Set Up a Deployed Application on a Ubuntu Server

In this section, you will do everything necessary to make your application work properly on the remote server. Then, you will be able to access the application on your browser. You will first set up the firewall for network security, use NGINX to reverse host to the IP address of your remote server, and then run your application on the server.

Set Up a Firewall for Network Security

Setting up a firewall on your server provides protection for your server network and sets rules for incoming and outgoing requests to your server. We will use Uncomplicated Firewall (UFW) in this tutorial; it’s easy to set up, and you don't need to install anything new on your server.

UFW comes with Ubuntu by default, but its activity is disabled. You can enable UFW on your server by running the following command:

Note: Make sure that you have SSH into your remote server.

ufw enable

Allow all outgoing ports by running the command below. You can allow all outgoing requests because it doesn’t pose a threat from external sources.

ufw default allow outgoing

Run the command below to prevent access to your server from the outside world.

ufw default deny incoming

When you ran the command above, you also blocked SSH requests. To continue using SSH to access our server, you must enable SSH. To do this, run the following command:

ufw allow ssh

Allow http/tcp traffic on the firewall so that your browser can access your app.

sudo ufw allow http/tcp

Set Up NGINX as a Reverse Proxy

In this section, you will need NGINX for reverse proxy, which allows your server to listen for the application running and then redirect requests to your remote IP address.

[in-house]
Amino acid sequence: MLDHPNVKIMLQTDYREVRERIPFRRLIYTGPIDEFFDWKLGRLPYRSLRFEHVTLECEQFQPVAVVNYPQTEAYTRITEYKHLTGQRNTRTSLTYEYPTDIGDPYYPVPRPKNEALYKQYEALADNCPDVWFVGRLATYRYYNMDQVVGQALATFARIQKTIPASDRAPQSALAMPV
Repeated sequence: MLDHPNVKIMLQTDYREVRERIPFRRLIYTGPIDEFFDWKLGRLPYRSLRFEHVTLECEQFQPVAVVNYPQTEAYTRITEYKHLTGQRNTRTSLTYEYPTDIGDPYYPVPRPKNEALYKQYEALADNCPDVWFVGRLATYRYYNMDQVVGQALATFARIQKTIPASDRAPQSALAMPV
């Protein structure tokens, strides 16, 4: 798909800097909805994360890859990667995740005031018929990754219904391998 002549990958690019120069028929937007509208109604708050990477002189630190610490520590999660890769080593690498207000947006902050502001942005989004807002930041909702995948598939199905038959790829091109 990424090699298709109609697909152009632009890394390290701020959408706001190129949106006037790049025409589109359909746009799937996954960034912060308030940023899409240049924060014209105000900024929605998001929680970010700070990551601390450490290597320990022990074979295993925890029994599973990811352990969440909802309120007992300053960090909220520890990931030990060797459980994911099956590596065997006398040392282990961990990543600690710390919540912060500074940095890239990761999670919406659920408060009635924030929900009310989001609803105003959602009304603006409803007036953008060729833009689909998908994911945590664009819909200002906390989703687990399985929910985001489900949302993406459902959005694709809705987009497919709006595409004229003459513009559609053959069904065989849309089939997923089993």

To do this, install NGINX by running the following command:

apt-get install nginx

Remove the default configuration file provided by the NGINX installation so that we can create our own.

rm /etc/nginx/sites-enabled/default

Run nano /etc/nginx/sites-enabled/project to create and open a new NGINX configuration file and paste the NGINX script below; then, save the file. The code below will send requests to your IP address at http://localhost:8000 because it is the host where your application will run. If you have a domain name, you can replace the IP address in the script.

        listen 80;

        location / {
                proxy_pass http://localhost:8000;
                include /etc/nginx/proxy_params;
                proxy_redirect off;

Now, restart NGINX to set the new configurations you just created.

sudo systemctl restart nginx

Running the Application

Next, you’ll need to add your IP address to the ALLOWED_HOSTS in the file so that Django can recognize it. We will do this in the server by running the command below to open the file, edit ALLOWED_HOSTS, and then save.

nano project/lead/

Editing file

Django is not installed on the server yet, but you can install it by running the following command:

pip install django==3.2

Now, run the migration commands so that you can create a superuser and start working with the models you created for the application. Make sure that you have inserted cd into the root of your project (/project).

python3 makemigrations && python3 migrate

Create a superuser by running the command below and filling in the prompt:

python3 createsuperuser

Now, you can use the credentials inputted above to access the admin of your application ( Once that is done, you can run your application by running this command:

python3 runserver

You will now be able to access your application with the IP address of your server.

Django application running


In this tutorial, you built a lead management application. Then, you learned how to get a Linux server from Linode, set up the security configuration, set reverse proxy with NGINX, and run your Django application on a server.

You can build on what you’ve learned in this tutorial by going through the Django deployment checklist and trying to find solutions to each of the items.

What to do next:
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    author photo

    Muhammed Ali

    Muhammed is a Software Developer with a passion for technical writing and open source contribution. His areas of expertise are full-stack web development and DevOps.